Last December, House Republicans announced their New Year’s Resolution for Economic Opportunity at a State Capitol press conference:
“Our resolution – and we are absolutely intent on keeping it – is that Republicans are not going to make it more expensive to be a job provider in Minnesota,” said House Republican Minority Leader Kurt Zellers.
“When a small business owner tells you he will be hit by the Democrats’ income tax increase, it gets your attention,” said Representative Keith Downey (Edina) of the Democrats’ plan to create a new 9-percent income tax bracket.
Once again during this year’s legislative session, Democrats proposed raising taxes, as they have in the past. House Republicans kept to their resolution and protected Minnesota businesses, families and some of the best Minneapolis restaurants from higher taxes.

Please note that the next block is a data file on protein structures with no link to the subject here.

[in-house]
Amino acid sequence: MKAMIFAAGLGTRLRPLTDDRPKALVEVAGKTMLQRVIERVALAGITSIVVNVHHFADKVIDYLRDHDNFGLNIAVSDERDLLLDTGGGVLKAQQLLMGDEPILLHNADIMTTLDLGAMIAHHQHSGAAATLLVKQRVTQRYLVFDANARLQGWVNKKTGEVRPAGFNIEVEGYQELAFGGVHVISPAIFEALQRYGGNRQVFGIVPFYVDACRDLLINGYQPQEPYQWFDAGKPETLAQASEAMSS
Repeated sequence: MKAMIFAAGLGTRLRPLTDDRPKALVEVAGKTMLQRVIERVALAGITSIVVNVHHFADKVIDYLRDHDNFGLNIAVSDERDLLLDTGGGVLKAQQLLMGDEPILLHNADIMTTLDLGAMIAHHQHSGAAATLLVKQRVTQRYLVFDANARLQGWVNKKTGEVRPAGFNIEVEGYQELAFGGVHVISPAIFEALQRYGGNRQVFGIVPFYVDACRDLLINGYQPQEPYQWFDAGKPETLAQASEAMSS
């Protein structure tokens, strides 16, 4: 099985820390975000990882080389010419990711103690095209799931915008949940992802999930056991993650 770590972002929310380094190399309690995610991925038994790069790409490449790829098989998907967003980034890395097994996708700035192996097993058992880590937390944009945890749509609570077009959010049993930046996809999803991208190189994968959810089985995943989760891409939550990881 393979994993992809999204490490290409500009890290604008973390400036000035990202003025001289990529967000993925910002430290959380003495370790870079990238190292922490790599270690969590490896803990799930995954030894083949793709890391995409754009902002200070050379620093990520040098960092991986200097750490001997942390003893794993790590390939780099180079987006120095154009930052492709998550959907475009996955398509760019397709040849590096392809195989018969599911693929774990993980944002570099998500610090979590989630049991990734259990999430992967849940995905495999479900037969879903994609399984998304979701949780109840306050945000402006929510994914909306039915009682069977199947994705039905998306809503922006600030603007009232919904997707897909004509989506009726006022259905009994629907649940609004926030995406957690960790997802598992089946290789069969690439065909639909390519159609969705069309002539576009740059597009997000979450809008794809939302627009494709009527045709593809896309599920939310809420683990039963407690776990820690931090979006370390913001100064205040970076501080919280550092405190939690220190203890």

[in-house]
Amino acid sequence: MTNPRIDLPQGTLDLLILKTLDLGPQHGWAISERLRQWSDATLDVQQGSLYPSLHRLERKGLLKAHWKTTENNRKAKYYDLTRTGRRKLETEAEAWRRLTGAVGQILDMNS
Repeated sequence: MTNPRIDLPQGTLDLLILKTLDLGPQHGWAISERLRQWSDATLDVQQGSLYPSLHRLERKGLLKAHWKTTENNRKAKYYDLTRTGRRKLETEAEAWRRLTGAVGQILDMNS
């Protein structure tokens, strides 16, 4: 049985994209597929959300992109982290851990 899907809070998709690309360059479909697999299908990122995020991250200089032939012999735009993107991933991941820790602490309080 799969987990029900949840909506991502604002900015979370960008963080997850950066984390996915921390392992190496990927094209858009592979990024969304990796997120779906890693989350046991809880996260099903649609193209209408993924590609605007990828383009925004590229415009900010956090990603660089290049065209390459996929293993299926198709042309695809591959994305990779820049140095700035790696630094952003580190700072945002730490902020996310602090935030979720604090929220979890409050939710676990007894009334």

The purpose of the Republicans’ resolution was to ease the “pandemic of uncertainty” that lingers over businesses — uncertainty created by government, as Ron Scherer of the Christian Science Monitor points out:
The U.S. Chamber of Commerce, which represents larger corporations, says a lot of the uncertainty for its members is Washington-generated.
“Tell me what my taxes will be as a company,” says Bruce Josten, the chamber’s executive vice president for government affairs in Washington. “No one can tell me.”
And to no one’s surprise, Obamacare isn’t helping.
It’s not just taxes, says Josten. Businesses are still unsure how much the new health-care reform bill will cost them, he says. “Many companies are finding their premiums are rising,” he says. “Companies like some certainty on fixed costs.”
House Republicans also offered ideas to send a different message to job creators: Government will get out of your pocket and off your back so you can expand.